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McPeters v. Bacon

United States District Court, E.D. Missouri, Eastern Division

September 26, 2019

ROCHELLE BACON, et al., Defendants.



         This matter is before the Court on the motion of plaintiff Paris McPeters, formerly an inmate at Missouri Eastern Correctional Center, for leave to commence this action without payment of the required filing fee. Plaintiffs motion will be granted. Furthermore, based upon a review of the complaint, the Court will stay and administratively close this action pursuant to the Supreme Court case of Wallace v. Kato, 549 U.S. 384 (2007), based on the pendency of an underlying criminal case against plaintiff that arises out of the same facts.

         The Complaint

         Plaintiffs 42 U.S.C. § 1983 claims arise out of his arrest for domestic assault on June 6, 2018. He names as defendants Rochelle Bacon (private party); Unknown Officer Weiland (O'Fallon Police Department); Amy Cope and Mark Smith (Missouri Probation and Parole); the Missouri Board of Probation and Parole; and three unknown officers present for plaintiffs parole revocation hearing. Plaintiff alleges defendants violated his constitutional rights to equal protection and due process during his June 6, 2018 arrest and his subsequent parole revocation hearing.

         Plaintiff states that on June 6, 2018, while driving his company vehicle, he became engaged in a physical altercation with his passenger, defendant Rochelle Bacon. Plaintiff pulled his vehicle over twice during this argument, and eventually Bacon got out of the vehicle. The altercation continued outside, and witnesses called 911. Officers from the O'Fallon Missouri Police Department responded to the call. Officer Weiland arrested plaintiff. Meanwhile, officers allowed Bacon to retrieve some of plaintiff s property from his vehicle, despite plaintiffs protestations, and drove Bacon to her destination. Plaintiff alleges the O'Fallon police officers violated his equal protection rights by arresting him but protecting Bacon.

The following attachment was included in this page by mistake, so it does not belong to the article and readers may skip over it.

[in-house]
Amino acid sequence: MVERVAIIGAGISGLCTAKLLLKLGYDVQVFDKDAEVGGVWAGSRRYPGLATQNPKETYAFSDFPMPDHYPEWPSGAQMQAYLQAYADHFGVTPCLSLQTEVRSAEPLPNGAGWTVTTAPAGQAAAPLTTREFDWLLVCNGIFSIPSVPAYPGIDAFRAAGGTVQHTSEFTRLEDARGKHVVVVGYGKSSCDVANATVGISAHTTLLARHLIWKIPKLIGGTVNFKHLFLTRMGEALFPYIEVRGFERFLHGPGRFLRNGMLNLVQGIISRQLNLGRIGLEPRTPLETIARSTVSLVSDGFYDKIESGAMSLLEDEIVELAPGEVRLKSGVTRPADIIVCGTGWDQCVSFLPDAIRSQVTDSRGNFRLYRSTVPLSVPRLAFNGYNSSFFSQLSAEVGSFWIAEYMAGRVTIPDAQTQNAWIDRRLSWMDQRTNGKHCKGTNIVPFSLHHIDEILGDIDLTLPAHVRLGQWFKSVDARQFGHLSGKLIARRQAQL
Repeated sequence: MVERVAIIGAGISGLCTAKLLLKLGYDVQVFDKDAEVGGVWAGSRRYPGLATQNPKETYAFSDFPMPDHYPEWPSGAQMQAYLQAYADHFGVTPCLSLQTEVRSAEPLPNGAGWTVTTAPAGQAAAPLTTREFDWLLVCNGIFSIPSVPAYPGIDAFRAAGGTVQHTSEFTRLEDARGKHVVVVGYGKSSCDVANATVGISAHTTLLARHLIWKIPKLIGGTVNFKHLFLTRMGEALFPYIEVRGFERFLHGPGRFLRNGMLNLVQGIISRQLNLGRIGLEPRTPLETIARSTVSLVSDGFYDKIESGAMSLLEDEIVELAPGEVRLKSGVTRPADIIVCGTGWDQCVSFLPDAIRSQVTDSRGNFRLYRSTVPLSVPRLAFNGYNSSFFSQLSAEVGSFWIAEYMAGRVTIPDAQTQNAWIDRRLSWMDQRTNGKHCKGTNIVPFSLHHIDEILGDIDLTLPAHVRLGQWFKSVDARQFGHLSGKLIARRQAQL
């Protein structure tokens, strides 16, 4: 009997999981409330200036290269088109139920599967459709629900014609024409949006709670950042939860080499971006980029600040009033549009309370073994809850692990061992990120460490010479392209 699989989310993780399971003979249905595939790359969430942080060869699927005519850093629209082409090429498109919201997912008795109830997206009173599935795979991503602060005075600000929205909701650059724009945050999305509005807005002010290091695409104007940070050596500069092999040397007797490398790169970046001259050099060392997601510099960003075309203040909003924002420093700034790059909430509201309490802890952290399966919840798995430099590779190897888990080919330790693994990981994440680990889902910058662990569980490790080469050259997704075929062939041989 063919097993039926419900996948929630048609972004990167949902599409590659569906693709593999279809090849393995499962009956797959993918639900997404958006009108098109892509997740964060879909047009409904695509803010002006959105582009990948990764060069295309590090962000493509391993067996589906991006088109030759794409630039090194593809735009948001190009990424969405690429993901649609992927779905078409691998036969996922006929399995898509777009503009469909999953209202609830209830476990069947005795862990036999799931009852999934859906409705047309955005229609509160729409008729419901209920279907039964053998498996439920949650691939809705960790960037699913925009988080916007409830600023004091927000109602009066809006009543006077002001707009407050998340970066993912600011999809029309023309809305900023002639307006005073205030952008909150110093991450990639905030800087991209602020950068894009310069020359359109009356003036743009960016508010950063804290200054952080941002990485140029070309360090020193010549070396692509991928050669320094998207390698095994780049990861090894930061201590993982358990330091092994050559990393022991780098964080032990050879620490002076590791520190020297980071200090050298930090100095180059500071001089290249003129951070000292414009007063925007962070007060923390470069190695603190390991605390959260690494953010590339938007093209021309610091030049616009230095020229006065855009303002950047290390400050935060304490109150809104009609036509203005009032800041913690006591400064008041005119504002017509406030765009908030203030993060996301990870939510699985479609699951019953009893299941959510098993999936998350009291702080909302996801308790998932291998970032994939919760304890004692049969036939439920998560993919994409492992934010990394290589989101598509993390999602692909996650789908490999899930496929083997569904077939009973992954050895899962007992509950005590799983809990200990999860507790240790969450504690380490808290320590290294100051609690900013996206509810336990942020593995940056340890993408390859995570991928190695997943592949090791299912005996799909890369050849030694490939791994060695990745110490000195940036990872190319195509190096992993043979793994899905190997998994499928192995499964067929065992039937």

As to plaintiffs allegations against the Missouri Board of Probation and Parole and the three unknown officers presiding over his parole hearing, plaintiff alleges these defendants violated his due process rights by not contacting his witness at his parole hearing and revoking his parole.

         For relief, plaintiff seeks the removal of defendants from their official positions and compensatory and punitive damages of more than $1.5 million.


         Although stated in terms of defendants' violation of plaintiffs Fourteenth Amendment rights to equal protection and due process, the crux of plaintiff s complaint is his belief that Bacon should have been arrested for domestic assault as the aggressor, and not plaintiff. Plaintiff alleges police did not do an adequate investigation because they did not question Bacon's identification or her story. Plaintiff believes that if the police had conducted an appropriate investigation into the facts, he would not have been arrested and his probation would not have been revoked.